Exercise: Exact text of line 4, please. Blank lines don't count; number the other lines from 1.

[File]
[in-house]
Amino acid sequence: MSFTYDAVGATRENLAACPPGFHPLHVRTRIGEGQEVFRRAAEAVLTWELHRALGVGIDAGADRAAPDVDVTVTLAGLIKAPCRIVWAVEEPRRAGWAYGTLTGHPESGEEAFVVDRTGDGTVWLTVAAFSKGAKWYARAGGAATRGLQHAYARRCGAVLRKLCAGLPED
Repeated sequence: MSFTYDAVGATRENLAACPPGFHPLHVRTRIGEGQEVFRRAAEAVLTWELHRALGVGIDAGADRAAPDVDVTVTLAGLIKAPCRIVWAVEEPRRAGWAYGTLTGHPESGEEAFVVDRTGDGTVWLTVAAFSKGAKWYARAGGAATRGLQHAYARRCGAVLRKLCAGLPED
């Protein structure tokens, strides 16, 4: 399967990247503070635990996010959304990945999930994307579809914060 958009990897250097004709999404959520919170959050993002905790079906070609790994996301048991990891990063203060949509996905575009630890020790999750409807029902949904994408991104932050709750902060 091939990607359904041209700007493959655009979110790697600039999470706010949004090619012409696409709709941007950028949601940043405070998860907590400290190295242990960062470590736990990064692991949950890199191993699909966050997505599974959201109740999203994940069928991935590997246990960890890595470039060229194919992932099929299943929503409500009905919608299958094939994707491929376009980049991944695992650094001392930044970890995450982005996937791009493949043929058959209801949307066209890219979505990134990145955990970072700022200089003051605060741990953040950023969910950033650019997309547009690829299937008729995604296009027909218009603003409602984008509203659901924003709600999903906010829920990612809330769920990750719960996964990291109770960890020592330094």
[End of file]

């Protein structure tokens, strides 16, 4: 399967990247503070635990996010959304990945999930994307579809914060 958009990897250097004709999404959520919170959050993002905790079906070609790994996301048991990891990063203060949509996905575009630890020790999750409807029902949904994408991104932050709750902060 091939990607359904041209700007493959655009979110790697600039999470706010949004090619012409696409709709941007950028949601940043405070998860907590400290190295242990960062470590736990990064692991949950890199191993699909966050997505599974959201109740999203994940069928991935590997246990960890890595470039060229194919992932099929299943929503409500009905919608299958094939994707491929376009980049991944695992650094001392930044970890995450982005996937791009493949043929058959209801949307066209890219979505990134990145955990970072700022200089003051605060741990953040950023969910950033650019997309547009690829299937008729995604296009027909218009603003409602984008509203659901924003709600999903906010829920990612809330769920990750719960996964990291109770960890020592330094």